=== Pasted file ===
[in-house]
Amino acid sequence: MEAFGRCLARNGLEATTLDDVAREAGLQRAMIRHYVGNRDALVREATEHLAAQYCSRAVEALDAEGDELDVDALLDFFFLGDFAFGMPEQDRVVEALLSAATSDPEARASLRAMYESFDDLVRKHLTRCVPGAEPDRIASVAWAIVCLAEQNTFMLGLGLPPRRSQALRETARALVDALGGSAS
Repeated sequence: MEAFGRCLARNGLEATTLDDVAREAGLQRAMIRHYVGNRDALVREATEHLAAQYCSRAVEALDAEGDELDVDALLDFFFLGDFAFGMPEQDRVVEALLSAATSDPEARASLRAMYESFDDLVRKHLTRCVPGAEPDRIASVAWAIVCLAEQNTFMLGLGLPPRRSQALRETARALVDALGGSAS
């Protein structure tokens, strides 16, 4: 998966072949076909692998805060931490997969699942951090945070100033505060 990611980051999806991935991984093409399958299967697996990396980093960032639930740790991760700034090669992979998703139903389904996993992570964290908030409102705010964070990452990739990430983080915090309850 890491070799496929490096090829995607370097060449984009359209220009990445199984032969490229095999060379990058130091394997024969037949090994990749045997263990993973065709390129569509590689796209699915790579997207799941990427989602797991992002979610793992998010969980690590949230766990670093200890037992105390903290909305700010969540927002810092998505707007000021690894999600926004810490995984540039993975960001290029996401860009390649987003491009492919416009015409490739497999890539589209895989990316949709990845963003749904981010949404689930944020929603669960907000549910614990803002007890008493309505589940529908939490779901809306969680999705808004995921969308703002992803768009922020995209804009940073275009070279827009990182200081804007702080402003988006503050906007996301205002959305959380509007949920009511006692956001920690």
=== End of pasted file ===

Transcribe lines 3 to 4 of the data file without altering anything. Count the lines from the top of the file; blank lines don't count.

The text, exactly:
Repeated sequence: MEAFGRCLARNGLEATTLDDVAREAGLQRAMIRHYVGNRDALVREATEHLAAQYCSRAVEALDAEGDELDVDALLDFFFLGDFAFGMPEQDRVVEALLSAATSDPEARASLRAMYESFDDLVRKHLTRCVPGAEPDRIASVAWAIVCLAEQNTFMLGLGLPPRRSQALRETARALVDALGGSAS
């Protein structure tokens, strides 16, 4: 998966072949076909692998805060931490997969699942951090945070100033505060 990611980051999806991935991984093409399958299967697996990396980093960032639930740790991760700034090669992979998703139903389904996993992570964290908030409102705010964070990452990739990430983080915090309850 890491070799496929490096090829995607370097060449984009359209220009990445199984032969490229095999060379990058130091394997024969037949090994990749045997263990993973065709390129569509590689796209699915790579997207799941990427989602797991992002979610793992998010969980690590949230766990670093200890037992105390903290909305700010969540927002810092998505707007000021690894999600926004810490995984540039993975960001290029996401860009390649987003491009492919416009015409490739497999890539589209895989990316949709990845963003749904981010949404689930944020929603669960907000549910614990803002007890008493309505589940529908939490779901809306969680999705808004995921969308703002992803768009922020995209804009940073275009070279827009990182200081804007702080402003988006503050906007996301205002959305959380509007949920009511006692956001920690």